Pinckney State Recreation Area
|Pinckney State Recreation Area|
Pinckney State Recreation Area in winter
|Location||Lower Peninsula, Livingston County, Washtenaw County, Michigan USA|
|Nearest city||Pinckney, Michigan|
|Area||17.2 mi2 (27.7 km2)|
|Governing body||Michigan Department of Natural Resources|
Pinckney State Recreation Area is a Michigan state recreation area in Dexter, Sylvan and Lyndon Townships, Washtenaw County and Putnam and Unadilla Townships, Livingston County in the U.S. state of Michigan. The park is 11,000 acres (4,500 ha) and sits at an elevation of 922 feet (281 m). The park is connected to the nearby Waterloo State Recreation Area by the 35-mile (56 km) Waterloo–Pinckney Trail. Pinckney State Recreation Area is open for year-round recreation including hiking, fishing, swimming, hunting and a variety of winter sports.
Pinckney State Recreation Area comprises several connected, but scattered parcels of land that surround private lands and land owned by the University of Michigan. The village of Pinckney is the largest settlement in the area, lying just to the east of the northeast corner of the park. Hell lies within the park and is the center of recreation at Pinckney State Recreation Area.
Hell grew up around a sawmill, gristmill, distillery and tavern. All three were operated by George Reeves. Reeves moved to the area in the 1830s from the Catskill Mountains in New York. He purchased a sawmill on what is now known as Hell Creek in 1841. Reeves' family sold the land to a group of investors from Detroit in 1924. The investors increased the size of the millpond by raising the level of the dam creating what is now Hiland Lake. The area soon became a summer resort area attracting visitors for swimming and fishing. Henry Ford considered building some manufacturing facilities in the area but decided against it. Just west of the present Pinckney park, the federal government had developed the Waterloo recreational demonstration project in the 1930s and the state acquired the lease of that area in 1943. The next year, the Michigan Legislature appropriated monies for the purchasing of land in southeastern Michigan and for the construction of state parks. The park grew through the 1940s and 1950s with money from a number of sources.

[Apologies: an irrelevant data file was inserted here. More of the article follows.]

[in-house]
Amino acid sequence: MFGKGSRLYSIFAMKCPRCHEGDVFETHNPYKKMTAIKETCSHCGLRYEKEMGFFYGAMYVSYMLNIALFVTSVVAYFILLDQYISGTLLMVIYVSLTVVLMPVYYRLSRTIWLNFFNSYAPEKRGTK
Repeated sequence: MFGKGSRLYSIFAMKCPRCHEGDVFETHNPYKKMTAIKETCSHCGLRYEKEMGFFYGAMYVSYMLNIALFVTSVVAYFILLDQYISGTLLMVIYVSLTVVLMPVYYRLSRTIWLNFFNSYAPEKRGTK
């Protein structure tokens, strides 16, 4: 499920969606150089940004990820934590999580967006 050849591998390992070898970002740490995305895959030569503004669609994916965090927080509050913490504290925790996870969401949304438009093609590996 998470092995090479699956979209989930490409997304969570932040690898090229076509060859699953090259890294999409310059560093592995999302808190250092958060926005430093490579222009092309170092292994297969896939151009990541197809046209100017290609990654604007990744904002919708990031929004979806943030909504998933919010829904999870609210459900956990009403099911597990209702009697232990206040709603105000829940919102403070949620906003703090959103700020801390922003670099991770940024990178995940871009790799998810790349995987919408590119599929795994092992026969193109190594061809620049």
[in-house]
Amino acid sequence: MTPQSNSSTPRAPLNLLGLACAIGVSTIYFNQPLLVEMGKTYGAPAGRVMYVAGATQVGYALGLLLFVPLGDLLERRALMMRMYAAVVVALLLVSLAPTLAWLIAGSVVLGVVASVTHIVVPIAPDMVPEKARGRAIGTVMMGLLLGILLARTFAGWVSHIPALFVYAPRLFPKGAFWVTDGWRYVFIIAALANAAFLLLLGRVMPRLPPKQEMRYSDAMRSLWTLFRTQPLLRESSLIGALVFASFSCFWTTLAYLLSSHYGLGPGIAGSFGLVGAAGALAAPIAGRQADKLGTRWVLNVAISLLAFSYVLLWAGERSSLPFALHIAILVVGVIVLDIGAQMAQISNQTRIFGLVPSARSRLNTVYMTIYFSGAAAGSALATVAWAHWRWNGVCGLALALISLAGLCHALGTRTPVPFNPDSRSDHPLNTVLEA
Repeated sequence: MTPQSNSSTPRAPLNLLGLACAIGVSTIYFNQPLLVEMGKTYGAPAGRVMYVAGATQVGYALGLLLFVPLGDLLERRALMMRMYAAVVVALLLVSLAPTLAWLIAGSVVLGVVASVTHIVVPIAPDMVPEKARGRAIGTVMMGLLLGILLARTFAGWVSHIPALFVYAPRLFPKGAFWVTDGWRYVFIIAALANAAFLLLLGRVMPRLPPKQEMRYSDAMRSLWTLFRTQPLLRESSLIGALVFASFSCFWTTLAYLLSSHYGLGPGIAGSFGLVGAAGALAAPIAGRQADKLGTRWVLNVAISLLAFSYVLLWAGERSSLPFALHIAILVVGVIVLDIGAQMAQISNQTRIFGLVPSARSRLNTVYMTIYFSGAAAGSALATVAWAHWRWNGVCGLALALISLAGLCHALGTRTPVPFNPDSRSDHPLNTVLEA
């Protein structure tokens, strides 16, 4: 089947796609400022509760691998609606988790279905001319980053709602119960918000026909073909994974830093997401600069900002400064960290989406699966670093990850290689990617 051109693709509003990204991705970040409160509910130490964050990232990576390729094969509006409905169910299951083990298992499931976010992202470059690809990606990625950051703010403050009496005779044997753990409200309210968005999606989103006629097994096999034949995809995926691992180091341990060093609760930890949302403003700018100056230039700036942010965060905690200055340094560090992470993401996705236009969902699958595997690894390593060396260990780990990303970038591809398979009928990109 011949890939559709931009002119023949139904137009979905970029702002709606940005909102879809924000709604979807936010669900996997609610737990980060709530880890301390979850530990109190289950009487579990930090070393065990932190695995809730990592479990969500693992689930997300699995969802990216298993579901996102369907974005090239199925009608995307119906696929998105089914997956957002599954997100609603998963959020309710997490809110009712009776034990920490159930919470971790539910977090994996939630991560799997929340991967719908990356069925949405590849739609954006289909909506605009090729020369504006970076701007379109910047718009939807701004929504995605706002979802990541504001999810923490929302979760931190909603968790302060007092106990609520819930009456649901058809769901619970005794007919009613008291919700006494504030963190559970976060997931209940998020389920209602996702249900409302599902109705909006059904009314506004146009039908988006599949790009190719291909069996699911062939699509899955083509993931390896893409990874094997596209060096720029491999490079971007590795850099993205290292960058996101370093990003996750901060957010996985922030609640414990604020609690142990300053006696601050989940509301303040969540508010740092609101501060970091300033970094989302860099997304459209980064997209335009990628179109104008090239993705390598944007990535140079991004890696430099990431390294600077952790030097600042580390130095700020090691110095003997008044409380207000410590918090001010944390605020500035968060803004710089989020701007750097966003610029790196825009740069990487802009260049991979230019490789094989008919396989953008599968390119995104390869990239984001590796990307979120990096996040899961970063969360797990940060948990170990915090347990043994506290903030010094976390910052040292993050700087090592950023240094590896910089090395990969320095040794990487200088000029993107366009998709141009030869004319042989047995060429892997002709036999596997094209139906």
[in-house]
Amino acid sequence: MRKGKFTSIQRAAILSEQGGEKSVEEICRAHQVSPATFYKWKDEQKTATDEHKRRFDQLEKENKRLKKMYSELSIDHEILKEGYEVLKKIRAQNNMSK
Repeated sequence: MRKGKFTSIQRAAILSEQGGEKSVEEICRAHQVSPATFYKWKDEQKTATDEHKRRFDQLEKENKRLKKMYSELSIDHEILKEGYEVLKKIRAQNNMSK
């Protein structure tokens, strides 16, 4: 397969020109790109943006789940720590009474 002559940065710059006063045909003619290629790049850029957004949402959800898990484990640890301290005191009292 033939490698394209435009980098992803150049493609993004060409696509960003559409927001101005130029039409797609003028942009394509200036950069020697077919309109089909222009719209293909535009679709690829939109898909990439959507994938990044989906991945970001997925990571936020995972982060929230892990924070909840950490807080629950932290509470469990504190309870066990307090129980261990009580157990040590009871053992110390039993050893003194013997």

The area is covered with glacial moraines, kettle lakes, and swampy lowlands. Much of the area is open grasslands of abandoned agricultural fields with some oak forests on hilly areas with shrub swamps remaining in lowlands. Over 20 lakes, the largest at about 200 acres (81 ha), are in the park. The area is in the Grand River and Huron River watersheds. The highest elevation is Stofer Hill at 1,150 feet (350 m).
Most of the forested areas in Pinckney are on land too steep or deemed otherwise unsuitable for agriculture. The stands that remain are smaller than 100 acres (40 ha) and consist of deciduous trees, like white oak, red oak, black oak and hickory. The flatter terrain that was originally used as farmland was allowed to become overgrown with native plants like goldenrod and black-eyed susan, but invasive plants like knapweed, quack grass, timothy-grass, and white sweet clover have also taken hold. Other plants found in Pinckney, like the white lady's-slipper and rosepink, are classified as "threatened" and are protected under Michigan law. Other species found in the park, like English sundew, are classified as "special concern."
Mammals found in Pinckney are typical of the region and include white-tailed deer, raccoons, and Virginia opossums. Typical avian species consist of various water birds such as blue-winged teals, snow and Canada geese, mallard and wood ducks, egrets, and great blue herons. Pinckney is also known by birders as a habitat for sandhill cranes.